The standard magazine has the blue follower, to indicate the lack of the NLS system, but the 52 round magazine's follower was plain metal, indicating that it retains the system. The removal of the NLS (No Leak System) on the standard magazine is supposed to reduce the effects of 'cool down' during full auto firing, but Elite Airsoft tell me that the 52 round magazines are much less prone to cool down than the 30 round versions, presumably because of their greater gas capacity. I didn't actually try firing with the 52 round mags, as they just made the gun even more unwieldy as a handgun (a fault with all the long magazines, such as the 50 round magazine for KSC Glocks, I find).
First thing that strikes you about shooting the Gigant is the almost complete lack of kick! Having got used to firing two 6" Infinities (and even the low kick Para Ordnance Ultimate Competition), the Gigant barely flinches when you fire.
Combing this with the awesomely long barrel, I was expecting impressive accuracy, but the weight of the front makes it difficult to maintain the gun on target if you hold it as a handgun and supporting the gun under the barrel, it is difficult to use the very limited iron sights.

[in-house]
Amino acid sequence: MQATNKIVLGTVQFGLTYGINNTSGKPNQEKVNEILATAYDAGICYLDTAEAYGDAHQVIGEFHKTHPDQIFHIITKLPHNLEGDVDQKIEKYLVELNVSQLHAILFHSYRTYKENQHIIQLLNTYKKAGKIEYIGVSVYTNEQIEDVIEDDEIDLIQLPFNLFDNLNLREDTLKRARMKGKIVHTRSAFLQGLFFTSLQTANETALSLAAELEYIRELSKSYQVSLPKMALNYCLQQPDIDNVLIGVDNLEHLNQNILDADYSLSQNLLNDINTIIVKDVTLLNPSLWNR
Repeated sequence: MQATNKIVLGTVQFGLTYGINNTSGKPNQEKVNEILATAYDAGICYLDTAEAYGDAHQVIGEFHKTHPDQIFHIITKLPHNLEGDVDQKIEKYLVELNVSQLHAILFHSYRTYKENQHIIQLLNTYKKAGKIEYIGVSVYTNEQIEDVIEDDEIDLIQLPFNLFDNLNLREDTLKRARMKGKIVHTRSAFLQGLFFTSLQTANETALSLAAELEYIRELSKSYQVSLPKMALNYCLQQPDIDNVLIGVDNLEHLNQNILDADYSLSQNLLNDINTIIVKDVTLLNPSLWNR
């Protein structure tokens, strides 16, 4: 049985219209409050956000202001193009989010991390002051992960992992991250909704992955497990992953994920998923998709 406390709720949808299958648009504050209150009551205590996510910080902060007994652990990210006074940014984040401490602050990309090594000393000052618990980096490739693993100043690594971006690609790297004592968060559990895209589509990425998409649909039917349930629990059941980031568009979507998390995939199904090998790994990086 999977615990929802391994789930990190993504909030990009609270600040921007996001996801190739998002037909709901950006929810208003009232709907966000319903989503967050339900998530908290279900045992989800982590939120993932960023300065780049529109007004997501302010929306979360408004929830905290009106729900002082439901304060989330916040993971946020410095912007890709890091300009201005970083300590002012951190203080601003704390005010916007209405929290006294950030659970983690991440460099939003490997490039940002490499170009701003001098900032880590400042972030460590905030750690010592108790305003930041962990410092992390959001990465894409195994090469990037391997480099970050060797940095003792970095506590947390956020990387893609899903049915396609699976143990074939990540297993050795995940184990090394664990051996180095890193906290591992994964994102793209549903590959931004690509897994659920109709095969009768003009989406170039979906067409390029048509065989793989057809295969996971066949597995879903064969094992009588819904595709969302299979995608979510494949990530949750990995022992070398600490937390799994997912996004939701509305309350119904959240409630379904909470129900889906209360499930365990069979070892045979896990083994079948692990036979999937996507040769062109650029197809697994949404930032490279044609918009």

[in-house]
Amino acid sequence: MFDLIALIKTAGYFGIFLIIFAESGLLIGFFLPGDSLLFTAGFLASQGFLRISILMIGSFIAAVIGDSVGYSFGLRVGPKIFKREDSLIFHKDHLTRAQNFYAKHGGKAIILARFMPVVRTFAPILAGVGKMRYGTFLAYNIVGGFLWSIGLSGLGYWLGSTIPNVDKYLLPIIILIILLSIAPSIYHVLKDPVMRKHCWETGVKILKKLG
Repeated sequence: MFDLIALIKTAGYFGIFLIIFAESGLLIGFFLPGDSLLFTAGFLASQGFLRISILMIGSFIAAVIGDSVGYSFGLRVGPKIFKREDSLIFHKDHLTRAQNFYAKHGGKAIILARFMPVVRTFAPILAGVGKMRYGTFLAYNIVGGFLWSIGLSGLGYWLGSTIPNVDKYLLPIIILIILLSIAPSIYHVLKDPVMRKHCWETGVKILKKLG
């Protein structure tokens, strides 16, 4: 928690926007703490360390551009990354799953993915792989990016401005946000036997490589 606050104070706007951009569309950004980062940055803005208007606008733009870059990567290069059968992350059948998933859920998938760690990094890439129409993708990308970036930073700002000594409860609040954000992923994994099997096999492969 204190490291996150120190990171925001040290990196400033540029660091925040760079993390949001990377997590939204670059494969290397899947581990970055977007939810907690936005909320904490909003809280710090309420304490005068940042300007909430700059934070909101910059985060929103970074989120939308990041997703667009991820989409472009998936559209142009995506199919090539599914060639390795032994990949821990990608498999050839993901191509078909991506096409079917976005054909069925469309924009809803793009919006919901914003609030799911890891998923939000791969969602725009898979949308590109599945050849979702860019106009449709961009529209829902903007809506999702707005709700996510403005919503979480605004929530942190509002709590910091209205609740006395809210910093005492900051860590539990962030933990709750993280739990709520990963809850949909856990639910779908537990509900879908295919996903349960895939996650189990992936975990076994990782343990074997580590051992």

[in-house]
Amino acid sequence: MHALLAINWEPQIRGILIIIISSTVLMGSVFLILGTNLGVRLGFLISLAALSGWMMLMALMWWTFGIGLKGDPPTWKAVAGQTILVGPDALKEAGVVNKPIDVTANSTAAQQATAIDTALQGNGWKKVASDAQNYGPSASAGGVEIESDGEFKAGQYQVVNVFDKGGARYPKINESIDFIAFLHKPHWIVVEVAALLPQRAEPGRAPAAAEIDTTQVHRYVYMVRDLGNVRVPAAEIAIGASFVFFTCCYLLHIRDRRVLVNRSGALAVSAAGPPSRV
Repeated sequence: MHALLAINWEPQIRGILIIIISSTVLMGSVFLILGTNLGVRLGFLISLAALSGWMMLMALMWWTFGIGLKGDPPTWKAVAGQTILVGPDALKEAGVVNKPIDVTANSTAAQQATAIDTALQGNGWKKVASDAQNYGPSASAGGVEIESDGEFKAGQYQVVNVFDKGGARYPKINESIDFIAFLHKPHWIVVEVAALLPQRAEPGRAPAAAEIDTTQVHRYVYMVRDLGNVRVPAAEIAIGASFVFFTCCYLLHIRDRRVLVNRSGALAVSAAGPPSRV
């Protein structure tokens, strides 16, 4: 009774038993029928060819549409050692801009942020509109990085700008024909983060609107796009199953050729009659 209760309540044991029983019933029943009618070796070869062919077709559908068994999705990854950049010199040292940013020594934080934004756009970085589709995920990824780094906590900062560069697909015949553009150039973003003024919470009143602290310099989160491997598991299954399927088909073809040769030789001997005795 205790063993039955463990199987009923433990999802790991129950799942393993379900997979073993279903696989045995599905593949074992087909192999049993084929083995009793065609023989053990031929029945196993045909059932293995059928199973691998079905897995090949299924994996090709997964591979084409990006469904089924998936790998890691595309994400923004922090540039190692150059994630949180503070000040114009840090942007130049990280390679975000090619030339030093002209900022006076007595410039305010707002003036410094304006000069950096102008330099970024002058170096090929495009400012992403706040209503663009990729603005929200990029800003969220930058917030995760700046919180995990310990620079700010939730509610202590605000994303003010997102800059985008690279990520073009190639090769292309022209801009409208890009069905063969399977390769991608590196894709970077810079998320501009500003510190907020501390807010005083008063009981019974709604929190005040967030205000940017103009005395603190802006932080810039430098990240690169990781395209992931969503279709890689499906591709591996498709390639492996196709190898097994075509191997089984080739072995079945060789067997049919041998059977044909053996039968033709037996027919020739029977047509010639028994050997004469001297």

Click on image for bigger version in separate window.
Carrying out my standard 5m/6 round, off hand test, I decided to fire the gun as both a handgun (with a double handed grip) and supporting the barrel, like a small carbine. I fired the gun in both semi-automatic and full-automatic mode from each stance.
Supporting the barrel, I loosed off 6 rounds in semi automatic mode. All fell a little low of the aim point (the 5 in the centre of the circle), but grouped in a 2.5 inch (6.5 CM) diameter, with 5 of them within a 2" (5 CM) diameter.
I then flicked the selector and fired 11 rounds in full auto mode, still supporting the barrel with my right hand. This time, the rounds were all to the left of the target and spread over a 7 inch by 4 inch area (18 x 11 CMs). 6 rounds fell in a 1.5 inch (6 CM) diameter just to the left and low of the central aim point. This was pretty much what I'd seen with my 3.9 Prokiller.
Reloading, I switched to a more traditional, two handed pistol grip and fired 6 more rounds in semi-automatic mode. This time, 5 of the rounds were just a little low of the aim point (although I had adjusted how I aligned the sights, to compensate) and fell within a 2.25 inch (5.5 CM) diameter (4 were within 4 CMs and clustered around the 5 in the centre of the target). One shot fell very low, but whether that was my shooting or some other factor I can't say - I didn't see shots falling low in other shooting I did.